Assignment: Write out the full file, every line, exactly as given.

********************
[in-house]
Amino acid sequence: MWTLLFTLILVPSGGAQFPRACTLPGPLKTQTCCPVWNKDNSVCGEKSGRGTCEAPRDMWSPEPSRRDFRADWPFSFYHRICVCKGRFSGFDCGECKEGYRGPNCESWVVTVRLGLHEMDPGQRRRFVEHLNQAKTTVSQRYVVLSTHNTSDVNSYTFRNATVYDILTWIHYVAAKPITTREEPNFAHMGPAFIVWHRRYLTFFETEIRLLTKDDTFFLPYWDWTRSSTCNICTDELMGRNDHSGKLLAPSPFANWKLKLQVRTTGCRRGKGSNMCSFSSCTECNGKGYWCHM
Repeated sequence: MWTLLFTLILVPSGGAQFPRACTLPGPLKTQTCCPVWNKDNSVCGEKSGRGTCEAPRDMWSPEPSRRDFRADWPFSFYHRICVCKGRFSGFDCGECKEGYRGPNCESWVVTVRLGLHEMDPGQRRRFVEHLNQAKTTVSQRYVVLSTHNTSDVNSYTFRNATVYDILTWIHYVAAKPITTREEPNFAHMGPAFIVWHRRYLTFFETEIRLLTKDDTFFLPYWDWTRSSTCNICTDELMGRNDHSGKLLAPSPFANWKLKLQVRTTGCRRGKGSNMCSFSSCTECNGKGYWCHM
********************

[in-house]
Amino acid sequence: MWTLLFTLILVPSGGAQFPRACTLPGPLKTQTCCPVWNKDNSVCGEKSGRGTCEAPRDMWSPEPSRRDFRADWPFSFYHRICVCKGRFSGFDCGECKEGYRGPNCESWVVTVRLGLHEMDPGQRRRFVEHLNQAKTTVSQRYVVLSTHNTSDVNSYTFRNATVYDILTWIHYVAAKPITTREEPNFAHMGPAFIVWHRRYLTFFETEIRLLTKDDTFFLPYWDWTRSSTCNICTDELMGRNDHSGKLLAPSPFANWKLKLQVRTTGCRRGKGSNMCSFSSCTECNGKGYWCHM
Repeated sequence: MWTLLFTLILVPSGGAQFPRACTLPGPLKTQTCCPVWNKDNSVCGEKSGRGTCEAPRDMWSPEPSRRDFRADWPFSFYHRICVCKGRFSGFDCGECKEGYRGPNCESWVVTVRLGLHEMDPGQRRRFVEHLNQAKTTVSQRYVVLSTHNTSDVNSYTFRNATVYDILTWIHYVAAKPITTREEPNFAHMGPAFIVWHRRYLTFFETEIRLLTKDDTFFLPYWDWTRSSTCNICTDELMGRNDHSGKLLAPSPFANWKLKLQVRTTGCRRGKGSNMCSFSSCTECNGKGYWCHM